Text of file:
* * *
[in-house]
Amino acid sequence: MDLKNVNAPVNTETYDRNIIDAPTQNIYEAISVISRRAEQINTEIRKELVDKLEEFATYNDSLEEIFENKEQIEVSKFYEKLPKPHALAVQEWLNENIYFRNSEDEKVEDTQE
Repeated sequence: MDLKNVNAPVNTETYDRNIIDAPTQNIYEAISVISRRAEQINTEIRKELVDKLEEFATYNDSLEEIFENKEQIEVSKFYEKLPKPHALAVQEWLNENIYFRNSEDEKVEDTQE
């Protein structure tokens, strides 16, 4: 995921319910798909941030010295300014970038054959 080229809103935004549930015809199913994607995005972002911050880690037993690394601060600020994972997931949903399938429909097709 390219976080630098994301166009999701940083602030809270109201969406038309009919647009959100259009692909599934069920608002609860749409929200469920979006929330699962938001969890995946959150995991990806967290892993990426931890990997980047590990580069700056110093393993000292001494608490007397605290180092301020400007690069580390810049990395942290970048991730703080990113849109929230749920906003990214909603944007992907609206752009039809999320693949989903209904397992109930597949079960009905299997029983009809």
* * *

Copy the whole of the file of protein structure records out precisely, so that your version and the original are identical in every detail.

[in-house]
Amino acid sequence: MDLKNVNAPVNTETYDRNIIDAPTQNIYEAISVISRRAEQINTEIRKELVDKLEEFATYNDSLEEIFENKEQIEVSKFYEKLPKPHALAVQEWLNENIYFRNSEDEKVEDTQE
Repeated sequence: MDLKNVNAPVNTETYDRNIIDAPTQNIYEAISVISRRAEQINTEIRKELVDKLEEFATYNDSLEEIFENKEQIEVSKFYEKLPKPHALAVQEWLNENIYFRNSEDEKVEDTQE
């Protein structure tokens, strides 16, 4: 995921319910798909941030010295300014970038054959 080229809103935004549930015809199913994607995005972002911050880690037993690394601060600020994972997931949903399938429909097709 390219976080630098994301166009999701940083602030809270109201969406038309009919647009959100259009692909599934069920608002609860749409929200469920979006929330699962938001969890995946959150995991990806967290892993990426931890990997980047590990580069700056110093393993000292001494608490007397605290180092301020400007690069580390810049990395942290970048991730703080990113849109929230749920906003990214909603944007992907609206752009039809999320693949989903209904397992109930597949079960009905299997029983009809």